Open season on Phillies, Flyers

Posted: May 16, 2014

IF THERE IS a front-office season in Philadelphia, this is it.

We've had an appropriate number of games to gauge the baseball team's offseason maneuvers, we've just given birth to another football draft (because that's what it feels like by the time it occurs).

The Flyers have finished off another near-miss (get ready for the "We lost in seven games to a team that went to the finals" rationale from the chairman this summer, should the Rangers win another round), and have again shuffled their homegrown hierarchy without managing to fire anybody.

Meanwhile, the Sixers, who are almost habitually contemplating whom to take with their high draft pick, likely will have to make that decision twice in a little over a month. In the wacky world of the NBA, there's even been a suggestion that they would trade away their one really good player for even more draft picks.

Now, who would do such a th . . . Oh, wait, never mind.

I would like to focus my comments today on the baseball and hockey teams, for a few familiar reasons. Their seasons operate like a relay team, the early results of the Phillies' offseason plans coinciding with the Flyers' plans for theirs. And while the Sixers and Eagles have searched far and wide for their new coaches and general managers - San Antonio, Oregon, Houston and Marlboro, N.J. - those who own and operate the Flyers and Phillies have promoted exclusively from within over the last 12 months, promoting two on-field assistants into the manager and head-coaching jobs, and bumping one homegrown general manager into the vacant role of team president, so they could bump another homegrown guy into his place.

Go back further, and both clubs' provincialism suggests a severe self-limitation of talent pools.

What's odd is that the greatest recent successes of both teams occurred by looking outside the organization.

I don't know what happened to Peter Laviolette over the last season and change, but his fingerprints were all over the Flyers' surprising 2010 run to the finals. Ken Hitchcock got them a game away in 2004. Both men had coached a Stanley Cup champion.

In 2005, Pat Gillick was named general manager of the Phillies, replacing Ed Wade, who had held the post since 1998. Wade had overseen the bottoming-out years of the late '90s and early 2000s when the team was so bad that Curt Schilling and Scott Rolen begged and misbehaved their way off it. But Wade also was the general manager when many of the Phillies' current core were drafted or discovered. And by the time Wade was fired, the team was winning more than it was losing.

Gillick was far from perfect here (see Freddy Garcia and Wes Helms). But he had a scout's eye for talent and the knack of a card player to rally from a bad hand. And he could build a bullpen. He did it in Toronto, in Seattle, in Baltimore, and here.

The Phillies used 18 relief pitchers in the volatile 2007 season when they scored 892 runs and allowed 821. The following season, when they won the World Series, the number shrunk to 11. Gillick retired after that season, and Ruben Amaro Jr. took over.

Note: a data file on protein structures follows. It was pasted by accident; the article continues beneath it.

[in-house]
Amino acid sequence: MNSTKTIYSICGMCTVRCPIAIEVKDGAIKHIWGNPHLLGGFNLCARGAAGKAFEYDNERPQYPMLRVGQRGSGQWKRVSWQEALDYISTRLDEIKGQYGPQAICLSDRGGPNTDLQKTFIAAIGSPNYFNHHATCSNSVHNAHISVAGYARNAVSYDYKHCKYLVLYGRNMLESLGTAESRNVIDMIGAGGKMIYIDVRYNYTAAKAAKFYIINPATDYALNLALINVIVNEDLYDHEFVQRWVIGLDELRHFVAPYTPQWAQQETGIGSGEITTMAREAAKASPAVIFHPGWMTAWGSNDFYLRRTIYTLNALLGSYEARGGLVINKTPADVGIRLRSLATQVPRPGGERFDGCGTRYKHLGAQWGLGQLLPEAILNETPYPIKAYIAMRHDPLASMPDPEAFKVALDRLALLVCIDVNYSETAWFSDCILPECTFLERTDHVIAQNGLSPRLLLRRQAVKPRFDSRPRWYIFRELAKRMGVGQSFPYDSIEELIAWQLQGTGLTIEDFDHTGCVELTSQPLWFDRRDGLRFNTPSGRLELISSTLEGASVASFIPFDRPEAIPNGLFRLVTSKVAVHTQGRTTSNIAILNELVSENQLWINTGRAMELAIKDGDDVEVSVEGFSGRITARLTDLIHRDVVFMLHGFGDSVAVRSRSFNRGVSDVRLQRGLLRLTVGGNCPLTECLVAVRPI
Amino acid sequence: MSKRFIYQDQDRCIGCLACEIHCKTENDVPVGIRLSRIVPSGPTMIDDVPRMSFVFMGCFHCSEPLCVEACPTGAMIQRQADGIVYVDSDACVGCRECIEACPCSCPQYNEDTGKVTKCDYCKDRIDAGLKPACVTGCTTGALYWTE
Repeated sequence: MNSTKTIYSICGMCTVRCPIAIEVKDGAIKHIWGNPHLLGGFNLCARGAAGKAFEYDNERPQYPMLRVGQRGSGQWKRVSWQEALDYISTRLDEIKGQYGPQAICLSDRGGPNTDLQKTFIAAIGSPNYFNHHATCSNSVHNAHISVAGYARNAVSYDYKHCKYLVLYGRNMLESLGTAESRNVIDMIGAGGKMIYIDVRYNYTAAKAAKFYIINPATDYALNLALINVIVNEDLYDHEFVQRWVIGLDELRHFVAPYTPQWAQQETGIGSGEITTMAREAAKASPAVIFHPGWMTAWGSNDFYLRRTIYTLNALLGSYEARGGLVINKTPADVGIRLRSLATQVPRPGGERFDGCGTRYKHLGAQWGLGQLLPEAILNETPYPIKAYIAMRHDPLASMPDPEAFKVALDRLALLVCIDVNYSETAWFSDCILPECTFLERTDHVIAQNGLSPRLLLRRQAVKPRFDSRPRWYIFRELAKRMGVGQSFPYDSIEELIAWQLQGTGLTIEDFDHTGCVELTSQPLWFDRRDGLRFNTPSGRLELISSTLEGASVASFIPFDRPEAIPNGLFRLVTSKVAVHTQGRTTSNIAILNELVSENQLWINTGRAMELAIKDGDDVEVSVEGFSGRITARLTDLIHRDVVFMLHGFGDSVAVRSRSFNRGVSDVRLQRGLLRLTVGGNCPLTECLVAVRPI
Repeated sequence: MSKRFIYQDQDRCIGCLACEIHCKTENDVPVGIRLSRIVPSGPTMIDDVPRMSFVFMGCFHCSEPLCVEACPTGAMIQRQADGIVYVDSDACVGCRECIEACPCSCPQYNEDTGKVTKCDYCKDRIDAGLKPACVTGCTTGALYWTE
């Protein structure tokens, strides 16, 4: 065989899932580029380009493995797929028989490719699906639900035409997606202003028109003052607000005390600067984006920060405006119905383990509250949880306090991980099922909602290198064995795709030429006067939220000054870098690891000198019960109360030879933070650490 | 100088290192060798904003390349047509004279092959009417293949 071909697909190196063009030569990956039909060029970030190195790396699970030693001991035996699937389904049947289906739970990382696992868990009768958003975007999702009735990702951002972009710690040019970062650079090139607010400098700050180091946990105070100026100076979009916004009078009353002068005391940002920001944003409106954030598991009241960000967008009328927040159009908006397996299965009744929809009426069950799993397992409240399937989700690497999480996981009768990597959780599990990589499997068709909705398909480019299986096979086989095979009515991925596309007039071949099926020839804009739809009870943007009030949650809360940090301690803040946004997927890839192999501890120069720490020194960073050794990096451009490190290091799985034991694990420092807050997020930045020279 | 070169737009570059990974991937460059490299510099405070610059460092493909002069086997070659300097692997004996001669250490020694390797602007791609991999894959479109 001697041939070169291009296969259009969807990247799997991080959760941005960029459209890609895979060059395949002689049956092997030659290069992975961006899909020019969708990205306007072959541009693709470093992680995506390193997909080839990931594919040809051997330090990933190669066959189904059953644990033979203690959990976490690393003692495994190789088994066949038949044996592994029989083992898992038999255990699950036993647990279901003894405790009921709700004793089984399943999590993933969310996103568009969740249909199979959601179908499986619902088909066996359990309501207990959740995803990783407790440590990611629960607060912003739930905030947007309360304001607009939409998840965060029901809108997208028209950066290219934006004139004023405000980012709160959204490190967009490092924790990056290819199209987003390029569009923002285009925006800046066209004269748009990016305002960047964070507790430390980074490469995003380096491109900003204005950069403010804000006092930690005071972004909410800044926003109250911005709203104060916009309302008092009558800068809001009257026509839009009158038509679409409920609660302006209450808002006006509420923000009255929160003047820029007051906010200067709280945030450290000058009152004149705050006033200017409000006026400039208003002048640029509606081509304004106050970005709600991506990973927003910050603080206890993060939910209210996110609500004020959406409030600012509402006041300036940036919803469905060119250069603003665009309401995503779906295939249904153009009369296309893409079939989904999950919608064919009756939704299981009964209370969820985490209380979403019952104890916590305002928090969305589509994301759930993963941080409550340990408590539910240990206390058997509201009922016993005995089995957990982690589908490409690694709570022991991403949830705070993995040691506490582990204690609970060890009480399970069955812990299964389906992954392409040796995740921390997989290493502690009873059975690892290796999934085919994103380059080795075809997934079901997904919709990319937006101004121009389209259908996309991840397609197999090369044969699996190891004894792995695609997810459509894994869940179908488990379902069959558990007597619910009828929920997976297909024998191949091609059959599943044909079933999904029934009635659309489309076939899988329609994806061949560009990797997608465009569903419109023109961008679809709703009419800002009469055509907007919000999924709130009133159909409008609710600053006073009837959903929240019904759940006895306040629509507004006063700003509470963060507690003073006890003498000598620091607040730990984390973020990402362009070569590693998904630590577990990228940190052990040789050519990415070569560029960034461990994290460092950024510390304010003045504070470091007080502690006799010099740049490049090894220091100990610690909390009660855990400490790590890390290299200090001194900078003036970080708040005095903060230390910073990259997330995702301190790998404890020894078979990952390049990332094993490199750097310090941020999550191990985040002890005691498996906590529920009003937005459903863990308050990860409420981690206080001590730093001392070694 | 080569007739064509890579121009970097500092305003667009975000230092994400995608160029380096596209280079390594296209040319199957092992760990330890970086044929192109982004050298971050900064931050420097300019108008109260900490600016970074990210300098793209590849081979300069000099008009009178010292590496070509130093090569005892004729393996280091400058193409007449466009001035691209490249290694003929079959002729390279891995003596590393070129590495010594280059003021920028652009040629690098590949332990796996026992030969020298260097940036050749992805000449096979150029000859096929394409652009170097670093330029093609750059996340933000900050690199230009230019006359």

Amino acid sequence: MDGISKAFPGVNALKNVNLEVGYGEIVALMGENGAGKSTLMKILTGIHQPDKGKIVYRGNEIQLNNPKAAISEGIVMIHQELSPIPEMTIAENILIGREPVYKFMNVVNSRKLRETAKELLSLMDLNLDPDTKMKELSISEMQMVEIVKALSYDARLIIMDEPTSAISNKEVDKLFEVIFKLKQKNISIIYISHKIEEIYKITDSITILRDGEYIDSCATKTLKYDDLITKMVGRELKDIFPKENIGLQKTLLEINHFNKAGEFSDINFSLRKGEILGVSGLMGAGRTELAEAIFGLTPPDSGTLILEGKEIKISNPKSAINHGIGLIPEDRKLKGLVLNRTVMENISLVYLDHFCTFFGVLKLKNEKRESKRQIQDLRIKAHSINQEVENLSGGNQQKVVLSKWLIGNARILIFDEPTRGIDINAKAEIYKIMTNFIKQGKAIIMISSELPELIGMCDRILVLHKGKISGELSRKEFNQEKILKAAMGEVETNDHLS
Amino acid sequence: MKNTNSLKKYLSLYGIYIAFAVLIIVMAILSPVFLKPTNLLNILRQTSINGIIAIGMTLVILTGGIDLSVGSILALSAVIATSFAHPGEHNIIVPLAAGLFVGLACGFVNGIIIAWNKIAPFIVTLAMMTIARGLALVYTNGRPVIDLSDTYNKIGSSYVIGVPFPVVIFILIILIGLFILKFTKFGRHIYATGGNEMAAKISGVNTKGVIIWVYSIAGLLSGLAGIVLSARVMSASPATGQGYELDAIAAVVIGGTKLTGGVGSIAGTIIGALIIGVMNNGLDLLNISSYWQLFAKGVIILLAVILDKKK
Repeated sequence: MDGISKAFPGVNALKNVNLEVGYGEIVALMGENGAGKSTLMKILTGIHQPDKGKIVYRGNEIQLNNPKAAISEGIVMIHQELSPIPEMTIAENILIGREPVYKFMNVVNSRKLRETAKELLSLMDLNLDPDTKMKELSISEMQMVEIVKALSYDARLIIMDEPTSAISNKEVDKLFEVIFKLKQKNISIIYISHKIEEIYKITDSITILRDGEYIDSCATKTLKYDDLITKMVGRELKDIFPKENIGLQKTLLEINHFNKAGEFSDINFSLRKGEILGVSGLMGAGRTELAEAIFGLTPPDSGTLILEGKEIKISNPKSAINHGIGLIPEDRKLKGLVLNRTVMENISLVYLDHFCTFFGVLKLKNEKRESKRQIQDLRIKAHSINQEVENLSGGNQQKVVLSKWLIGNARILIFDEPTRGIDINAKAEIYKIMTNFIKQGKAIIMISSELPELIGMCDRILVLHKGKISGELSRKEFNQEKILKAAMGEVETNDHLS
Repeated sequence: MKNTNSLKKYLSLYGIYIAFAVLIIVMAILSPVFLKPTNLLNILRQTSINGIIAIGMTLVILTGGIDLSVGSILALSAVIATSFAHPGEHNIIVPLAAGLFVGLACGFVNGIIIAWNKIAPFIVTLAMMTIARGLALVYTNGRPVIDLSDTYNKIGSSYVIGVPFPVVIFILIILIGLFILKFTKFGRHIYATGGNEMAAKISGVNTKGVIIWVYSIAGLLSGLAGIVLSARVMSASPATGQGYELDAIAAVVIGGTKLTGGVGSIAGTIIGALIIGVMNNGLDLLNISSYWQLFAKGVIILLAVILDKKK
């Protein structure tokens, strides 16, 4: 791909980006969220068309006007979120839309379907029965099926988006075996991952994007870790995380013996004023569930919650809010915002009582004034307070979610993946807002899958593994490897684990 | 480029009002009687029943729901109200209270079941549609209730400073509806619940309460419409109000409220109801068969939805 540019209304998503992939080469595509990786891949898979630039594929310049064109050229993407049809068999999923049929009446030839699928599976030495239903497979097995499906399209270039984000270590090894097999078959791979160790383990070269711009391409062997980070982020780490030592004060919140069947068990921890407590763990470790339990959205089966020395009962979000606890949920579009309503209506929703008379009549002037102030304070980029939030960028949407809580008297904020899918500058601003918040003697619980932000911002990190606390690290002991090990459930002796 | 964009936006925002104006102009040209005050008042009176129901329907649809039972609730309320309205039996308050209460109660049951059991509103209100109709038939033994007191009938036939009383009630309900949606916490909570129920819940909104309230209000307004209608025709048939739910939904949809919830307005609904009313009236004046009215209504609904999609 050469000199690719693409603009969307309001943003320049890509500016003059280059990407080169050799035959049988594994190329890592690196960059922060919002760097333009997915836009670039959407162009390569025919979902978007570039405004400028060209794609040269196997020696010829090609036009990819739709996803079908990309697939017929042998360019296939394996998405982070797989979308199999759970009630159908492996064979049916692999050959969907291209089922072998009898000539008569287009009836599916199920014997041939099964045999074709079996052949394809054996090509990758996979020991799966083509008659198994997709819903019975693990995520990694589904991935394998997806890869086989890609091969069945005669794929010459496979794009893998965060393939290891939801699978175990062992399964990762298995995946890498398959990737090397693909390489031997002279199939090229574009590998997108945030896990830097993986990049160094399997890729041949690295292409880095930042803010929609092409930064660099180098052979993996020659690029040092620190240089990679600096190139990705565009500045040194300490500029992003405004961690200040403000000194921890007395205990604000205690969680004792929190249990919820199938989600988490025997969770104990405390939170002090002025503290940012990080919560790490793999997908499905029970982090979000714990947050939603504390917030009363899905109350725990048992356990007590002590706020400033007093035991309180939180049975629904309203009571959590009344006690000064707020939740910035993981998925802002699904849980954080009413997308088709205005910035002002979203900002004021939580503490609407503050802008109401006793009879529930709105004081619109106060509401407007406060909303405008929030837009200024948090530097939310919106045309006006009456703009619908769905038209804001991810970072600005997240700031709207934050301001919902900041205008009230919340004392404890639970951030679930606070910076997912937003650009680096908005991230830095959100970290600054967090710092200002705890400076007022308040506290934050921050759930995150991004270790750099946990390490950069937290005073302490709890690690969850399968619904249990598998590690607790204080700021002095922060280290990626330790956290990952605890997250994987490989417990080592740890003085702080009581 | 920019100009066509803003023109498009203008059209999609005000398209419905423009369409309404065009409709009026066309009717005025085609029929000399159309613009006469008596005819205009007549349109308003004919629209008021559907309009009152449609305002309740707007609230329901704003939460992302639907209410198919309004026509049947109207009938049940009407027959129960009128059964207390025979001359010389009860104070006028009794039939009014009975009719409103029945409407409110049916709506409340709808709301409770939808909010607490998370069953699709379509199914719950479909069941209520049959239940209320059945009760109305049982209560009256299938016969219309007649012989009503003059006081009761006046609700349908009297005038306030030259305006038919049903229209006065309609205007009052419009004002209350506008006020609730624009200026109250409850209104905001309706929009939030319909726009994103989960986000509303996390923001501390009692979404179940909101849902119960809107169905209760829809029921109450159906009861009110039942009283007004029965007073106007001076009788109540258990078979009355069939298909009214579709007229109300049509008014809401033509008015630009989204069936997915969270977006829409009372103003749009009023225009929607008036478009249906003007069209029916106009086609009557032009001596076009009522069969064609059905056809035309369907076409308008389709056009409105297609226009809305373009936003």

Wade's Achilles' was in building a bullpen and making the roster whole. In fairness, he did not have the resources afforded Gillick and Amaro, but that covers only some of it. He simply didn't have the scout's feel Gillick did, and his trades and signings reflected that. Even when he got a guy like Billy Wagner, he couldn't assemble that all-important bridge of middle relievers.

Trades for the well-paid but overused arms of Turk Wendell and Dennis Cook doomed the upstart Phillies in 2001. Deals for Mike Williams (2003) and Felix Rodriguez (2004) - again guys with big resumés and big mileage on their arms - didn't work out well, either.

Amaro should have learned something from that. Instead, paying big for guys such as Mike Adams smacks of the same thing, and for the same reason: The homegrown guys have let him down. Repeatedly.

Paul Holmgren got "bumped" to president this spring because he gambled like Gillick, but lost a few more bets, and big ones. People say he got unlucky with Chris Pronger, but signing a guy that old for 7 years was not exactly prudent. I'll always believe Holmgren had a shotgun to his head when he gave Ilya Bryzgalov that big contract, and I still like the Mike Richards and Jeff Carter trades that returned four of the better players on the current team, and for less money. But the Vinny Lecavalier deal, especially after escaping from the contract constraints of Bryzgalov and Danny Briere, is a long-lasting awful one.

Still, the Flyers have a future the Phillies can't even see these days with a telescope. The Flyers have a roster full of guys at or near their peak, including a goalie, and a handful of exciting players such as Shayne defenseman Gostisbehere coming up. And while new general manager Ron Hextall isn't exactly an outsider, he built the championship resumé that got him hired somewhere else.

That's the hope. Which is something the Phillies are already running low on, thanks again to a combustible bullpen and a bench that was suspect even before they jettisoned Kevin Frandsen and demoted Freddy Galvis. Amaro has said often that if he can't win with the financial resources afforded him, he's not the right man for the job. And if this latest edition looks like this or worse by the time we're evaluating the Flyers' offseason next fall, he might prove prophetic.


On Twitter: @samdonnellon


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